41 For Freedom

The name “41 for Freedom” conjures images of greatness, power, and the beginning of something new. In last week’s blog, we talked about SSBN 598 as the beginning of a group of submarines that would take submarine development in a new direction. The USS George Washington was the first in a group nicknamed the “41 for Freedom.” These 41 submarines were revolutionary, not just for the US Navy but Navies around the world. The furious pace in which submarines were built in the 1960’s was a major component of the United States Strategic Triad. This triad consisted of land based ballistic missiles, strategic bombers and submarine launched missiles. The idea of the nuclear triad was to reduce the possibility of an enemy to destroy all a country’s nuclear defenses; an idea that was considered an imminent threat during the Cold War. All 41 submarines created during this time were named for eminent figures in American history, giving the nickname a double meaning.   Not only were these SSBN’s being created to keep and preserve our freedom from Soviet threats, but they were named for men who had played a role in America’s rise to greatness.

Figure 1 USS Thomas Edison

From 1960 to 1966, the U.S. Navy launched 41 “boomers.”  A boomer is slang for a Ballistic missile submarine that operates on a two-man crew system.  The Blue and Gold crews rotate on approximately 100 – day intervals for the ship to remain on a continuous patrol.  There was usually a 3-day turnover period on each end of a deployment period.  Crews would be flown from their home bases to their deployment site and perform a 30-day refit followed by a 70-day deterrent patrol.   The home base for the Atlantic fleets were Groton, Ct and Charleston, SC with the Pacific Fleet based at Naval Base Pearl Harbor.  From 1960-1969, each SSBN carried 16 Polaris nuclear missiles.   In 1969, SSBN’s were converted to carry the more accurate Poseidon missiles which would change again in 1979 when the Trident I missiles were created.   For many visitors to the museum who are not familiar with submarine history, they wonder what is the difference between an SSN and a SSBN. The most obvious difference is the use of ballistic missiles onboard an SSBN. The SS denotes submarine, the B means ballistic missile and the N denotes that the submarine is nuclear powered.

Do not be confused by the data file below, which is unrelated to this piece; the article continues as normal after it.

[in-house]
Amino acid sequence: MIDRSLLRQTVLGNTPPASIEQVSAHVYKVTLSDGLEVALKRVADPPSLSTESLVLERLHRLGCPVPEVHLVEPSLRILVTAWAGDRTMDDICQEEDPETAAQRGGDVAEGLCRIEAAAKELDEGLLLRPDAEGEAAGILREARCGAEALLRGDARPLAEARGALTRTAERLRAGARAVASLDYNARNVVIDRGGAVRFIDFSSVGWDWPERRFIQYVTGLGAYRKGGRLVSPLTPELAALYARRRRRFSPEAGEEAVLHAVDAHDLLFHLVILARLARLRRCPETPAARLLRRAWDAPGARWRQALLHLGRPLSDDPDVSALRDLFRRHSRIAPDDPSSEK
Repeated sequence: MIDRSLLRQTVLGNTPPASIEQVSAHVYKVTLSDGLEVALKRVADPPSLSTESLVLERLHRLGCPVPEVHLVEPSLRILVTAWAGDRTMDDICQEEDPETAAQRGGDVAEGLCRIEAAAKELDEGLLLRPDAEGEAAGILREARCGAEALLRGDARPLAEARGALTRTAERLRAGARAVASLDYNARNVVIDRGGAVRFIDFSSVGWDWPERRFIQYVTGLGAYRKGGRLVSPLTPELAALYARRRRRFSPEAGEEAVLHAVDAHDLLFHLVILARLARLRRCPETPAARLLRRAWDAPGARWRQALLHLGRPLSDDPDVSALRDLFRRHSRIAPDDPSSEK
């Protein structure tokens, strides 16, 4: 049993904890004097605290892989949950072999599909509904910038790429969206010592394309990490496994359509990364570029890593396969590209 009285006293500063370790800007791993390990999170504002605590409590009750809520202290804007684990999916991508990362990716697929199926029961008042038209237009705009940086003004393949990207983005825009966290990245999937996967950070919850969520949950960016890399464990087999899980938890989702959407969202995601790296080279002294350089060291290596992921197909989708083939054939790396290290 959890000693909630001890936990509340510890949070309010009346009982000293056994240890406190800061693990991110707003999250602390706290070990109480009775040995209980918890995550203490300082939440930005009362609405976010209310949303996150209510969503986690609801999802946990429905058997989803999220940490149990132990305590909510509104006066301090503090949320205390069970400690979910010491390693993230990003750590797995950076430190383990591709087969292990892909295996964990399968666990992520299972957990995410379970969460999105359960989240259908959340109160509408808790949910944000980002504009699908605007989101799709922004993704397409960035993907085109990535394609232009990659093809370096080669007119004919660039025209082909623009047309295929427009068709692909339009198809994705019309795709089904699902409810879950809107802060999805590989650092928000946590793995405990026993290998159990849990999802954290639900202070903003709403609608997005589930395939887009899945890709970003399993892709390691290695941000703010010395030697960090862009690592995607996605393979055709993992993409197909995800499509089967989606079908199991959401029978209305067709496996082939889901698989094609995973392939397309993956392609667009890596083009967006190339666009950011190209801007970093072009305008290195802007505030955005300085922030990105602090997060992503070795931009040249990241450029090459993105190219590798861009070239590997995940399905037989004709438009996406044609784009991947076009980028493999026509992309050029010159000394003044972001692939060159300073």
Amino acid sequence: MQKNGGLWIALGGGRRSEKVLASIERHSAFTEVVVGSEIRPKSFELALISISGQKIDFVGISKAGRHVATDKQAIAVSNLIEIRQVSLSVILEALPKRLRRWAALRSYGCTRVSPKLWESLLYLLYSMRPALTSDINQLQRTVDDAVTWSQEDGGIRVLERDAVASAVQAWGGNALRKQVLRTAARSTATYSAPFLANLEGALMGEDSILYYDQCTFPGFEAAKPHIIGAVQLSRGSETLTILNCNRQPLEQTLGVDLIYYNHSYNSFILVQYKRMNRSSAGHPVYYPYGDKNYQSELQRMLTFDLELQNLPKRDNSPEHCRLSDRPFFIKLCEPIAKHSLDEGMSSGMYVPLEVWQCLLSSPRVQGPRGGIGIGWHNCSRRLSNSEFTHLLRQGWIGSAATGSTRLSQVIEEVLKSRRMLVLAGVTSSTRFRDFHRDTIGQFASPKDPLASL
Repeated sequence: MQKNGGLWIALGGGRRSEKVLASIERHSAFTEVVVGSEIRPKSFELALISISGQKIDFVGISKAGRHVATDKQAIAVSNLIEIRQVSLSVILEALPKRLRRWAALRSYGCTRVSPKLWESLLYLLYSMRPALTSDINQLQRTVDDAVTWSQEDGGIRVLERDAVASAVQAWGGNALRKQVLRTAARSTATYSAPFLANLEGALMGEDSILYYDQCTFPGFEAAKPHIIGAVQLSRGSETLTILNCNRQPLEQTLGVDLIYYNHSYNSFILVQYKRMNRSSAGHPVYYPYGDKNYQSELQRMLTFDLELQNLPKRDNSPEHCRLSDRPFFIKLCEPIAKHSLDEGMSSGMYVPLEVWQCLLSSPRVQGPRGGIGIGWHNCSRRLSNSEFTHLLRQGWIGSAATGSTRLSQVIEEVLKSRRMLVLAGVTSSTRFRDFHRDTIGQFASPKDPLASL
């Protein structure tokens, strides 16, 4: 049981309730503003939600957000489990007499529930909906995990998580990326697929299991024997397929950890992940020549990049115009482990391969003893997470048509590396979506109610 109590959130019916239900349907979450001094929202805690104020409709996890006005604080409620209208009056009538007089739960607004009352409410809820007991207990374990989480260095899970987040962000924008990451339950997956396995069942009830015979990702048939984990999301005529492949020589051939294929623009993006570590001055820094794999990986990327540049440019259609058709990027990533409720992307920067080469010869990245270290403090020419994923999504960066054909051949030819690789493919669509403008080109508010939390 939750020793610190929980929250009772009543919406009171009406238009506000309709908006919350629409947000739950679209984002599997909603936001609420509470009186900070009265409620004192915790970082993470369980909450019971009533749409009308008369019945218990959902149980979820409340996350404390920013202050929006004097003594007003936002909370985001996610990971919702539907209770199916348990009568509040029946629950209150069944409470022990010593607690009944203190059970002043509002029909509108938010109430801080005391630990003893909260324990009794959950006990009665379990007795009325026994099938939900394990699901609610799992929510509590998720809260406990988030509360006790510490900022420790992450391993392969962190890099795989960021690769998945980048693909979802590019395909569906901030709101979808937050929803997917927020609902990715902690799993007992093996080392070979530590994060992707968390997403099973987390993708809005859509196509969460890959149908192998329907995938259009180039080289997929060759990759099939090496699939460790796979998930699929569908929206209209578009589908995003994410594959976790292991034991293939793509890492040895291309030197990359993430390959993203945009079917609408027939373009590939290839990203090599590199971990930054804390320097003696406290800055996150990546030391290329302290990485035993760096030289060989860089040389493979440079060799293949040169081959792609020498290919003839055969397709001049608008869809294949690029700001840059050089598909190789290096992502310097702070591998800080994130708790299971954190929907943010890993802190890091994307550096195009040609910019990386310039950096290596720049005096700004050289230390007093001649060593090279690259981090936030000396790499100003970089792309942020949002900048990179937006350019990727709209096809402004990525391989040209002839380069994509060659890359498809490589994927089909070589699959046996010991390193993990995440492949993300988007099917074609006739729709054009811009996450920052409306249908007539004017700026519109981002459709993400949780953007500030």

The original 41 SSBNs could fire missiles thousands of kilometers from their targets and were extremely quiet making them difficult to detect. Compared to an SSN, the SSBN was designed for specific strategic attacks. Their primary mission was nuclear detection making them a major weapon during the Cold War. Their use has been dominated by the United States and Russia, in part due to the 1950’s and the threat of nuclear attacks. The USS George Washington was built in response to Russia’s use of Sputnik, the world’s first artificial satellite. The 41 submarines were built to carry the Polaris A-1 missile. The Polaris was developed to complement the limited number of medium range systems that were in use throughout Europe. Before Polaris’s creation, the systems in place lacked the range needed to form a major attack on Soviet targets. In the 1950’s and 60’s few systems were available that could destroy missile systems, making SSBN’s an asset to nuclear deterrence. One of the newest features in the new class of submarines was to the ability to launch while submerged which allowed them to remain a safe distance away and survive from retaliation.  Despite the long range of the Polaris missile, the Atlantic- based fleet still needed closer stations to be effective. In 1961, the US was permitted the use of a base in Holy Lock, Scotland and in 1969, Naval Station Rota in the Bay of Cadiz. To cover the Pacific zone, a base was established in Guam in 1964. By 1972, with the creation of the Poseidon missile, the 10 older SSBN’s that were in use were primarily assigned to the Pacific Fleet with the 31 upgraded boats assigned to the Atlantic Fleet.